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Student Selection Criteria
Note: Revised March 2013
The OSU College of Veterinary Medicine Admissions Committee strives to select applicants who: 1) have a high probability of successfully completing the professional program, 2) possess the qualities deemed valuable in a veterinarian, 3) have a varied knowledge of the veterinary profession, and 4) contribute to the cultural, geographic, professional, and economic diversity of the student body and the profession.
1) Likelihood of academic success in the veterinary curriculum
An applicant's academic history is carefully assessed with the objective of answering the question, "Does the applicant's past academic performance generate confidence in his/her ability to succeed in the veterinary curriculum?" To answer this question, the following factors are taken into consideration:
- GPA: Applicants are evaluated on their undergraduate and graduate grades. A minimum GPA is not required. The average GPA of admitted students is approximately 3.60. Performance in science and prerequisite courses is carefully reviewed.
- Quantity and quality of upper division science courses and student's performance in these courses.
- Academic credit load: Students who have taken heavy course loads (i.e., 15 or more credits per term) and performed well are likely to be better prepared for the veterinary curriculum, which averages 17-21 credits per term.
- Test scores from the Graduate Record Examination (GRE).
- Work and/or family demands during school
- Obstacles overcome: Special circumstances, disadvantages, and adverse situations that an applicant has overcome during his/her lifetime are considered. If an applicant adequately demonstrates that these obstacles, including learning disabilities, have been overcome, the influence on his/her past poor performance may be minimized.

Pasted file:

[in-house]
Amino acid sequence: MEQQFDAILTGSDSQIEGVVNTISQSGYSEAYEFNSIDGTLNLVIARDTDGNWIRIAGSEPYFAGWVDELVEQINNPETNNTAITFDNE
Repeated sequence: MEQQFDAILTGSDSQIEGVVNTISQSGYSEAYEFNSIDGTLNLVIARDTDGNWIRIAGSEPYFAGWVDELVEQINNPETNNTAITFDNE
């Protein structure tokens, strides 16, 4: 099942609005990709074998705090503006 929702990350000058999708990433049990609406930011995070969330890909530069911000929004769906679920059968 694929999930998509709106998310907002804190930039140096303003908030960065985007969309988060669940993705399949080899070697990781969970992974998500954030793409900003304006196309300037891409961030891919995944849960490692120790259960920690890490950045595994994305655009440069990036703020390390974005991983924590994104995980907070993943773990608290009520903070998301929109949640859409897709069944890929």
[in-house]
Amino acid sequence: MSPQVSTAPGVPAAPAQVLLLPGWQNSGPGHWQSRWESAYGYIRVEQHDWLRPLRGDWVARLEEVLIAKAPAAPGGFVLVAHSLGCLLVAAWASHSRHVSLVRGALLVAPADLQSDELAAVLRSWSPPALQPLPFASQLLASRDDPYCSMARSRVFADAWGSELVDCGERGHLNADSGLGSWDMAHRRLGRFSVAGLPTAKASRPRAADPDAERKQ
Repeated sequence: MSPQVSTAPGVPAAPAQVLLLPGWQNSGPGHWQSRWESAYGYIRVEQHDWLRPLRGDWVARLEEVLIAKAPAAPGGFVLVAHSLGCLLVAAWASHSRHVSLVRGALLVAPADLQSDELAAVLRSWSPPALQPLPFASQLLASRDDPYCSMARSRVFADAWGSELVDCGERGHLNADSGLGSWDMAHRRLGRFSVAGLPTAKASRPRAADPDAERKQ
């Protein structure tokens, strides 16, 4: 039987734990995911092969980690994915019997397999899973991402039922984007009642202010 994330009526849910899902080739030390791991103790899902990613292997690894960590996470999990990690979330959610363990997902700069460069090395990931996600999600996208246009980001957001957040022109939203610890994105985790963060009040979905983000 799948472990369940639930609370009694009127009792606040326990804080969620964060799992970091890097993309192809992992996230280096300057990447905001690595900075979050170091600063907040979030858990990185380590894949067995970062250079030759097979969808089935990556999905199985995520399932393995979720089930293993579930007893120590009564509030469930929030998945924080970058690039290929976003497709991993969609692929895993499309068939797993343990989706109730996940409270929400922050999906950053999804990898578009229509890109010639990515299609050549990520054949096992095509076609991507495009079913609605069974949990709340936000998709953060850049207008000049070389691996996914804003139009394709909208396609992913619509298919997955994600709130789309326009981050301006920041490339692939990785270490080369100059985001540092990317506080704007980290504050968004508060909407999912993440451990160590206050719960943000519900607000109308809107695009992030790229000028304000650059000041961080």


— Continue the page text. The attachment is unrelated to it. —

2) Demonstration of qualities deemed valuable in a veterinarian
The Admissions Committee strives to select candidates who are likely to demonstrate the following qualities in their future veterinary careers:
- Interpersonal skills
- Communication skills
- Civic and community-mindedness
- Diversity of interests and activities
- Leadership in student and/or community organization
- Scientific inquisitiveness and analytical skills
To select candidates who are likely to have these qualities, the VMCAS and supplemental applications are evaluated together with the applicant's letters of recommendation. These attributes are also evaluated during the interview (for Oregon residents only). During the admissions evaluation process, the Admissions Committee reserves the right to view and consider any publicly available information pertaining to applicants. This information may include, but is not limited to, social networking sites such as Facebook and MySpace.
3) Knowledge of the veterinary profession
Applicants should have exposure to and an understanding of the veterinary profession. The following areas are assessed:
- Veterinary experience: Veterinary experience may include working or volunteering in research laboratories, clinical practice, animal shelters, zoos, animal rehabilitation facilities, or public health, regulatory, or industrial settings. The quantity, quality, and diversity of experiences are important.
- Other animal-related experiences are also evaluated, including raising and caring for different species of animals.
- Recommendations from those who know the applicant in an educational or work environment.
- Knowledge of the varied roles of veterinarians in the scientific community and in society.
- The applicant's potential to contribute in a unique or diverse fashion to the profession is also considered.
4) Contribution to the cultural, geographic, professional, and economic diversity of the student body and the profession
The Admissions Committee and faculty recognize the value of a diverse student body. Applicants from diverse backgrounds may bring unique perspectives and enrich the veterinary educational experience as well as the profession. Therefore, the Admissions Committee seeks to accept applicants from a variety of ethnic, educational or social backgrounds that may be underrepresented in the veterinary profession. Each applicant is evaluated in terms of his/her stated background and professional goals in light of current and projected future needs of the veterinary profession. The Admissions Committee is wholly committed to the non-discrimination policy of Oregon State University in all of its admissions procedures.